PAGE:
Early spring on the Platte River is crane season. Every one of the half million or so birds in the mid-continent population of sandhill cranes spends a few weeks along Central Platte River each spring. They roost overnight on the river and spend their days feeding in nearby cornfields, grasslands, and wetlands. As we go about our outdoor work, there is a constant soundtrack of crane song in the background. It could be worse.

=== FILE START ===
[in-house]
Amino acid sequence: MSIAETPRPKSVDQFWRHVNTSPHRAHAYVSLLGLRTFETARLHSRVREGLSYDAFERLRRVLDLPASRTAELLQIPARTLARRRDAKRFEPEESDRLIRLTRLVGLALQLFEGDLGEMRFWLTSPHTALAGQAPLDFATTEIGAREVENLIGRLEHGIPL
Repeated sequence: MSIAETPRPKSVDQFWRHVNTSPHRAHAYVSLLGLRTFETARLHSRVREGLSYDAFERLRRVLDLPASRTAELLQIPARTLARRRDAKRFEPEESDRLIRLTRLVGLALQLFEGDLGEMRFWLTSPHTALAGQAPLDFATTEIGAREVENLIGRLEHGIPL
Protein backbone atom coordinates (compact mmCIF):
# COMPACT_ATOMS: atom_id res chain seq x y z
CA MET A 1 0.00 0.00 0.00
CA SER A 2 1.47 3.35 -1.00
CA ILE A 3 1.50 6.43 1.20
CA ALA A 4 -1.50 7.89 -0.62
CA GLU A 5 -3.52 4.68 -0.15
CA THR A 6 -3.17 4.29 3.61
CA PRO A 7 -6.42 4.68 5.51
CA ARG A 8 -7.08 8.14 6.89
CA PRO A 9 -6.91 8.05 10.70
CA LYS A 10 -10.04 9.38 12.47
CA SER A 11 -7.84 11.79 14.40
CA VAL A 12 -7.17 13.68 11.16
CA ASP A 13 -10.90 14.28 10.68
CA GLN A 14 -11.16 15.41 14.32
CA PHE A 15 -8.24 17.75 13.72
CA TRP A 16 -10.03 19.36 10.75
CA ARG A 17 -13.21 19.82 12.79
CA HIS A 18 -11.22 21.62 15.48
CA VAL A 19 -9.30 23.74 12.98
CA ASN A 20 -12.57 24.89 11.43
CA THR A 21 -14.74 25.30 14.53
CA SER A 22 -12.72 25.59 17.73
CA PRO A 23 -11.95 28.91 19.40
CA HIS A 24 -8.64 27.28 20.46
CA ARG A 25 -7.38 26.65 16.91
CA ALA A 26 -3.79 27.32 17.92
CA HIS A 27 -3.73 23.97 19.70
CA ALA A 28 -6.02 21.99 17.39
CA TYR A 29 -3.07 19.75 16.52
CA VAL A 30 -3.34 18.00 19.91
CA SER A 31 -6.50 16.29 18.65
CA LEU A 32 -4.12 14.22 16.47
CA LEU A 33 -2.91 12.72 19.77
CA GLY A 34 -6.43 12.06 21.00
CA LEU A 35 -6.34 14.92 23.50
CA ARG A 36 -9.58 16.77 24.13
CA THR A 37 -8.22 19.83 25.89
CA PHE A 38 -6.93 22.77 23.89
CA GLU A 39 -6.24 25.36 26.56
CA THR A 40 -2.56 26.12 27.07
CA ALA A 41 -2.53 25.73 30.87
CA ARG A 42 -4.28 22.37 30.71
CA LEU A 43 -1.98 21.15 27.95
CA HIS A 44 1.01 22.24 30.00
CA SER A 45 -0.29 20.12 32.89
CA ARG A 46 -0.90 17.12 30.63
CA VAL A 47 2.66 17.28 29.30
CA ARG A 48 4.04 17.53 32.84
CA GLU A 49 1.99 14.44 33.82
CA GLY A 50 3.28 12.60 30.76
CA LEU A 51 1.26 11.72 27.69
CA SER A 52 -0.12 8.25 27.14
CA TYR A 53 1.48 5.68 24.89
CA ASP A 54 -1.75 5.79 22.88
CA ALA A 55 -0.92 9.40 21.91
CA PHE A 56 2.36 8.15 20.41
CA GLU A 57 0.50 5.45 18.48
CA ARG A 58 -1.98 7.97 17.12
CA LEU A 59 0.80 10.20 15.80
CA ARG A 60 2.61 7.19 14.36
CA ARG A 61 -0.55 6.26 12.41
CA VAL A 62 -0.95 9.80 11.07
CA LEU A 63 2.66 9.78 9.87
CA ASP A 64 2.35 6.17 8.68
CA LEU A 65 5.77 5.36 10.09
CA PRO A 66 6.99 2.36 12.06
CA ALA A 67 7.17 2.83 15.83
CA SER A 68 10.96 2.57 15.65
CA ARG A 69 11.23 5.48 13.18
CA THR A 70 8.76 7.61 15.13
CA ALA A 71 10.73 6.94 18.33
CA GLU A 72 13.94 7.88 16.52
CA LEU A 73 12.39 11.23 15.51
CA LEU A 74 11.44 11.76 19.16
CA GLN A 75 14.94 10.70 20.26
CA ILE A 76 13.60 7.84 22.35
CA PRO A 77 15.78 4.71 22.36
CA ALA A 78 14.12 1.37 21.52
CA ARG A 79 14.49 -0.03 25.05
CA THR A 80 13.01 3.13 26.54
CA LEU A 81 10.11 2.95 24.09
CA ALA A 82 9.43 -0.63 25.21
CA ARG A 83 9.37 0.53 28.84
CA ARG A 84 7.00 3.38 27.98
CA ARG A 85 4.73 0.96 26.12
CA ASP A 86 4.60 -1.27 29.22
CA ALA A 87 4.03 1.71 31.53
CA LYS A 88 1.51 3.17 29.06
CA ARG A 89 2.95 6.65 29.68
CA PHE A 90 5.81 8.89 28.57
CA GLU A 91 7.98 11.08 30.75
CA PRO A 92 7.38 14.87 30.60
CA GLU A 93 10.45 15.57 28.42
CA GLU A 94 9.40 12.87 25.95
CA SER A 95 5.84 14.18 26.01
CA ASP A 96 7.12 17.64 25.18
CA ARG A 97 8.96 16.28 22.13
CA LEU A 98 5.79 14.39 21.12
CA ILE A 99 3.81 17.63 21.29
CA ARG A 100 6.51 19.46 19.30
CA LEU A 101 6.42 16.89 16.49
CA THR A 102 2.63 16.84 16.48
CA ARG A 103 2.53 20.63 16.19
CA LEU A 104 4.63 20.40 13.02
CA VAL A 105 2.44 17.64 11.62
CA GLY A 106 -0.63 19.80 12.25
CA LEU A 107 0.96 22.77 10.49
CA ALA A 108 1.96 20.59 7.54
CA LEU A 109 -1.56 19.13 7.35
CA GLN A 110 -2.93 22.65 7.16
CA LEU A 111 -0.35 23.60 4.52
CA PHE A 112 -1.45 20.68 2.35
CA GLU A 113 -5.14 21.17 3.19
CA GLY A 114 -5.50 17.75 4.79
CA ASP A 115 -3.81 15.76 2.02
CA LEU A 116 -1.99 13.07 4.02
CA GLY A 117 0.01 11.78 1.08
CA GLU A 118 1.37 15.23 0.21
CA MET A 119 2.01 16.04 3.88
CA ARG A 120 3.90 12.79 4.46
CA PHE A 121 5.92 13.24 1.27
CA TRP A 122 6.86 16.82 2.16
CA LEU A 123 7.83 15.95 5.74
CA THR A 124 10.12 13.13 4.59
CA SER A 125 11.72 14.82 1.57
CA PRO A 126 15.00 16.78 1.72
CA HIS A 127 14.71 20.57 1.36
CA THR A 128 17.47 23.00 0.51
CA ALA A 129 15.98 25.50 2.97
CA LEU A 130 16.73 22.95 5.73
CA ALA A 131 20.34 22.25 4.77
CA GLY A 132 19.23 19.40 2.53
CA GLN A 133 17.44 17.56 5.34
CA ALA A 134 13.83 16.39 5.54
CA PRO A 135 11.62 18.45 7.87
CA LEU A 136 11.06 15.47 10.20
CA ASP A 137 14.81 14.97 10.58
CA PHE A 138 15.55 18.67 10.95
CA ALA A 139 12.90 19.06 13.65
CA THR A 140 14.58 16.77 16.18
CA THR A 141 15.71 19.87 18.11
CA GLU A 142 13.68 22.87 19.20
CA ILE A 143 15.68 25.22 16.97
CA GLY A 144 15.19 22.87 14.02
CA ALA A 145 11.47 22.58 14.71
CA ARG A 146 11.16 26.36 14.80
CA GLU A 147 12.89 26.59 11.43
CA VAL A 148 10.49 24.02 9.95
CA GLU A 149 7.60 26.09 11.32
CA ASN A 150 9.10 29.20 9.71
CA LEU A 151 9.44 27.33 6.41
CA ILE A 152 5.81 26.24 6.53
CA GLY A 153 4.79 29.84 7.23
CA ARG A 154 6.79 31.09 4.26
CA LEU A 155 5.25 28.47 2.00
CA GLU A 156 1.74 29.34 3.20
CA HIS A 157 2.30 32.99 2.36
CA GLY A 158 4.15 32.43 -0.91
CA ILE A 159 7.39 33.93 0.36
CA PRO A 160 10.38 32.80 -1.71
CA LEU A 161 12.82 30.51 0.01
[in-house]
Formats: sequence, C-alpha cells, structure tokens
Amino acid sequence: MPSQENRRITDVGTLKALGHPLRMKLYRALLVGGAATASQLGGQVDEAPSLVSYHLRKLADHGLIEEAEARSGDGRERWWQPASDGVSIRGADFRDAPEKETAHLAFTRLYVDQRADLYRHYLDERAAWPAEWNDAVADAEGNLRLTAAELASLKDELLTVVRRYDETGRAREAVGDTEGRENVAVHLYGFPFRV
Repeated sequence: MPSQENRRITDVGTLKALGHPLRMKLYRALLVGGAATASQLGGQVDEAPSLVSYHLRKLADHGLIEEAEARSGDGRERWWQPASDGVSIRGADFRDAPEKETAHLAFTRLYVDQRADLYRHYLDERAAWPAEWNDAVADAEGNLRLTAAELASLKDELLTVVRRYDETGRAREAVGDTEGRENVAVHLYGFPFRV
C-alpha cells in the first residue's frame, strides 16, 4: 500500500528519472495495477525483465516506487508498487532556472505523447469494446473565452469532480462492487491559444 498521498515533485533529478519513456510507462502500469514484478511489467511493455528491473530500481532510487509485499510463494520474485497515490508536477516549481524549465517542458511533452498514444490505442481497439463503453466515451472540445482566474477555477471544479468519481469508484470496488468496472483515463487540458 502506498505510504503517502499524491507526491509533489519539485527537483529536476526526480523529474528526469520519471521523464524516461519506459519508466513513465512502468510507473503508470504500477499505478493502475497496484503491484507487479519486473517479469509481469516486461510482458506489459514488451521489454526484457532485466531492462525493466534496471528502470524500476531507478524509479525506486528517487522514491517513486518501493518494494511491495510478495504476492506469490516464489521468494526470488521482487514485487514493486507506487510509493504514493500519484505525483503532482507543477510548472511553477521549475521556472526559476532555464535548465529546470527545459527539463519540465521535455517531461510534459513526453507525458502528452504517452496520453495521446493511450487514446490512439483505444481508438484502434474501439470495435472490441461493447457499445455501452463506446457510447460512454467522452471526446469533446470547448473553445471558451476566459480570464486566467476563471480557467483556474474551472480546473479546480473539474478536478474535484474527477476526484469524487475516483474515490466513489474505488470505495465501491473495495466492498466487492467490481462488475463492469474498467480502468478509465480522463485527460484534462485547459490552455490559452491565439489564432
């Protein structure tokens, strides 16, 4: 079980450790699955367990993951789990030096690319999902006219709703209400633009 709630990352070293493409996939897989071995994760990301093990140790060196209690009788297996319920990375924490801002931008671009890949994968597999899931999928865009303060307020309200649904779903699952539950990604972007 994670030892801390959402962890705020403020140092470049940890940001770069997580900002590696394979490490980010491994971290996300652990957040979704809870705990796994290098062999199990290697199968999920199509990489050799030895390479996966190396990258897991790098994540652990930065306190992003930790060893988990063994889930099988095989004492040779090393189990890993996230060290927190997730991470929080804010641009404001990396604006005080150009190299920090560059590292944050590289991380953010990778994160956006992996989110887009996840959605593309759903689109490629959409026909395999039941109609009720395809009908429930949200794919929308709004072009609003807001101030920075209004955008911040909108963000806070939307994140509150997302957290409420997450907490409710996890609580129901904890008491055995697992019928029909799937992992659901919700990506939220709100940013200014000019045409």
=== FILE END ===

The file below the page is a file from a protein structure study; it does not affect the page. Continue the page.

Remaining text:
Those who know me best understand that while I occasionally photograph wildlife, I’m really more about photographing little things like bugs and flowers. I have quite a few photographs of sandhill cranes, but I get as much or more enjoyment out of photographing the small signs those cranes leave behind. Plenty of great photographers, starting and ending with Mike Forsberg, spend lots of time each spring making great images of the birds themselves. I don’t really feel compelled to compete with them. Today, I present a photo essay on sandhill cranes that features exactly zero photographs of sandhill cranes.